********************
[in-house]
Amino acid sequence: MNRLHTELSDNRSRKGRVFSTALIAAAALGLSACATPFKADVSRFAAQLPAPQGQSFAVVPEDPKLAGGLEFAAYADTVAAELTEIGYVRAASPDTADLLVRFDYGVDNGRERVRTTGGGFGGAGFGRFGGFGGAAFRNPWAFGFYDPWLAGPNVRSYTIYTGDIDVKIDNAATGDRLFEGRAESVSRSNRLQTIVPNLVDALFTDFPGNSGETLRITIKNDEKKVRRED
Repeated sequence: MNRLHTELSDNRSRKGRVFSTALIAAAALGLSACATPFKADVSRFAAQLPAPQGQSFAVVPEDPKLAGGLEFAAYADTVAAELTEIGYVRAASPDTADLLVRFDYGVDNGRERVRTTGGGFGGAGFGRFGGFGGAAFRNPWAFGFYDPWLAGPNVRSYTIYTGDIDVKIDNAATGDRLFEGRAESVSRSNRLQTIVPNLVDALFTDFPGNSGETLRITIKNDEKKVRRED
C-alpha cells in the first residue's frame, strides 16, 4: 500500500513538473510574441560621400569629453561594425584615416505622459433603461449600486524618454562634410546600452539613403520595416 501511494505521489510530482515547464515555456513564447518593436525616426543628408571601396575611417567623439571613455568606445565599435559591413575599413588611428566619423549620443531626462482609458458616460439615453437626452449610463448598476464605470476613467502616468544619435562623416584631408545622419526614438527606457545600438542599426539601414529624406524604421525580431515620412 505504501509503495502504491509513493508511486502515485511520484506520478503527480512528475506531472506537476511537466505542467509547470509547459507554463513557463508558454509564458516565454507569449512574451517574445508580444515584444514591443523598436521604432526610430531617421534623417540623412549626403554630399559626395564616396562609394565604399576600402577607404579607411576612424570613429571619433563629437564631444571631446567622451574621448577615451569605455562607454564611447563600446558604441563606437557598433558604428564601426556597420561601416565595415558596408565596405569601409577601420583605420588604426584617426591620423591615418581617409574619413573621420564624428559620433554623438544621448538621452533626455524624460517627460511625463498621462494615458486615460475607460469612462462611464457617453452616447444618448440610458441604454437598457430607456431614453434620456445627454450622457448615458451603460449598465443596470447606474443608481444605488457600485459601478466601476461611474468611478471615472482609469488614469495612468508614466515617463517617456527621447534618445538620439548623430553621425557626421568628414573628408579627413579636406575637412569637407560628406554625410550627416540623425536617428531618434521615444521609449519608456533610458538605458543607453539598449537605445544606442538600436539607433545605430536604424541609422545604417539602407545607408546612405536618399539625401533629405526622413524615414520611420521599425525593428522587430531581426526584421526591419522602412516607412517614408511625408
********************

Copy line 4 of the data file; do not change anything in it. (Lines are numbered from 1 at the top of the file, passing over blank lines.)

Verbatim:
C-alpha cells in the first residue's frame, strides 16, 4: 500500500513538473510574441560621400569629453561594425584615416505622459433603461449600486524618454562634410546600452539613403520595416 501511494505521489510530482515547464515555456513564447518593436525616426543628408571601396575611417567623439571613455568606445565599435559591413575599413588611428566619423549620443531626462482609458458616460439615453437626452449610463448598476464605470476613467502616468544619435562623416584631408545622419526614438527606457545600438542599426539601414529624406524604421525580431515620412 505504501509503495502504491509513493508511486502515485511520484506520478503527480512528475506531472506537476511537466505542467509547470509547459507554463513557463508558454509564458516565454507569449512574451517574445508580444515584444514591443523598436521604432526610430531617421534623417540623412549626403554630399559626395564616396562609394565604399576600402577607404579607411576612424570613429571619433563629437564631444571631446567622451574621448577615451569605455562607454564611447563600446558604441563606437557598433558604428564601426556597420561601416565595415558596408565596405569601409577601420583605420588604426584617426591620423591615418581617409574619413573621420564624428559620433554623438544621448538621452533626455524624460517627460511625463498621462494615458486615460475607460469612462462611464457617453452616447444618448440610458441604454437598457430607456431614453434620456445627454450622457448615458451603460449598465443596470447606474443608481444605488457600485459601478466601476461611474468611478471615472482609469488614469495612468508614466515617463517617456527621447534618445538620439548623430553621425557626421568628414573628408579627413579636406575637412569637407560628406554625410550627416540623425536617428531618434521615444521609449519608456533610458538605458543607453539598449537605445544606442538600436539607433545605430536604424541609422545604417539602407545607408546612405536618399539625401533629405526622413524615414520611420521599425525593428522587430531581426526584421526591419522602412516607412517614408511625408